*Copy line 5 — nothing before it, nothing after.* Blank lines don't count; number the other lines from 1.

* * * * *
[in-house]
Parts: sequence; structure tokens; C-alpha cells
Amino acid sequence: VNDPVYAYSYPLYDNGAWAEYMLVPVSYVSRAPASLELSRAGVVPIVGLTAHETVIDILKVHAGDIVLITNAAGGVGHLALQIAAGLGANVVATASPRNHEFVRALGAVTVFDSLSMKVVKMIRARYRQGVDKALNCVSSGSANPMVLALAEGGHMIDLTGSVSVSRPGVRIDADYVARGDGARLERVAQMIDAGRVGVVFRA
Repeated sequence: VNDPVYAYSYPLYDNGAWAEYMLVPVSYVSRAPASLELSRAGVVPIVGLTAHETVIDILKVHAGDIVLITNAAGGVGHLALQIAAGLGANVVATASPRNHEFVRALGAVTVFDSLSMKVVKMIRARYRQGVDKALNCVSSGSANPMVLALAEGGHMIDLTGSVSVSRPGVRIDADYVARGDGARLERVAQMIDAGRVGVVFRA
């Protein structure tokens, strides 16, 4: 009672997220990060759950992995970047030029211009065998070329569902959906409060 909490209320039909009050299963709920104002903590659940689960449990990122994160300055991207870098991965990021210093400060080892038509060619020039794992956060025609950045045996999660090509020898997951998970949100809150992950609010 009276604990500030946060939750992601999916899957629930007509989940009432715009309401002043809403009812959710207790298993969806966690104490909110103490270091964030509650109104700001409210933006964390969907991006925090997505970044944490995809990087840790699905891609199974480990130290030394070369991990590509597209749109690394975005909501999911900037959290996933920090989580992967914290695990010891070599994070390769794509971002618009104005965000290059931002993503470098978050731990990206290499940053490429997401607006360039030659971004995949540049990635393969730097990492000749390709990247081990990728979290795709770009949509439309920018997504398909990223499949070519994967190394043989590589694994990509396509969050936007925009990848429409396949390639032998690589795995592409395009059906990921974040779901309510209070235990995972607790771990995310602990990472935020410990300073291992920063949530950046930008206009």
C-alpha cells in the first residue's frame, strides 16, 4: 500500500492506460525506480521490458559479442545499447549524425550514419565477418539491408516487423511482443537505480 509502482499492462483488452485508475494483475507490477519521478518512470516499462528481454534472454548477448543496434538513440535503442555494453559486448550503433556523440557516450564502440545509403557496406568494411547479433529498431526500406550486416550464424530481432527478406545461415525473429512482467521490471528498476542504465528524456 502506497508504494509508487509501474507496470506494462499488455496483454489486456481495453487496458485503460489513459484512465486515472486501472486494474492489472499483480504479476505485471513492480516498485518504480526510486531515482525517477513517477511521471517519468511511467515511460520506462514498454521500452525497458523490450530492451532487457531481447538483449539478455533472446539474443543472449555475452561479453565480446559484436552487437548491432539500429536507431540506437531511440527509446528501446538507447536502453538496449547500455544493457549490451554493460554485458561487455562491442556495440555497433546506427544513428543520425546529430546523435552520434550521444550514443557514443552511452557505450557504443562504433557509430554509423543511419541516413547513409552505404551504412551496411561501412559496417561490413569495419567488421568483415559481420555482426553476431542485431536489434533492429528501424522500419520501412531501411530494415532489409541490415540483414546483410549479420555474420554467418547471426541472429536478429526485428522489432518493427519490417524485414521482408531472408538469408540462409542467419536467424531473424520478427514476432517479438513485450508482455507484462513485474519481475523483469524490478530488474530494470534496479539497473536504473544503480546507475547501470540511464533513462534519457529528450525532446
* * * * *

């Protein structure tokens, strides 16, 4: 009672997220990060759950992995970047030029211009065998070329569902959906409060 909490209320039909009050299963709920104002903590659940689960449990990122994160300055991207870098991965990021210093400060080892038509060619020039794992956060025609950045045996999660090509020898997951998970949100809150992950609010 009276604990500030946060939750992601999916899957629930007509989940009432715009309401002043809403009812959710207790298993969806966690104490909110103490270091964030509650109104700001409210933006964390969907991006925090997505970044944490995809990087840790699905891609199974480990130290030394070369991990590509597209749109690394975005909501999911900037959290996933920090989580992967914290695990010891070599994070390769794509971002618009104005965000290059931002993503470098978050731990990206290499940053490429997401607006360039030659971004995949540049990635393969730097990492000749390709990247081990990728979290795709770009949509439309920018997504398909990223499949070519994967190394043989590589694994990509396509969050936007925009990848429409396949390639032998690589795995592409395009059906990921974040779901309510209070235990995972607790771990995310602990990472935020410990300073291992920063949530950046930008206009």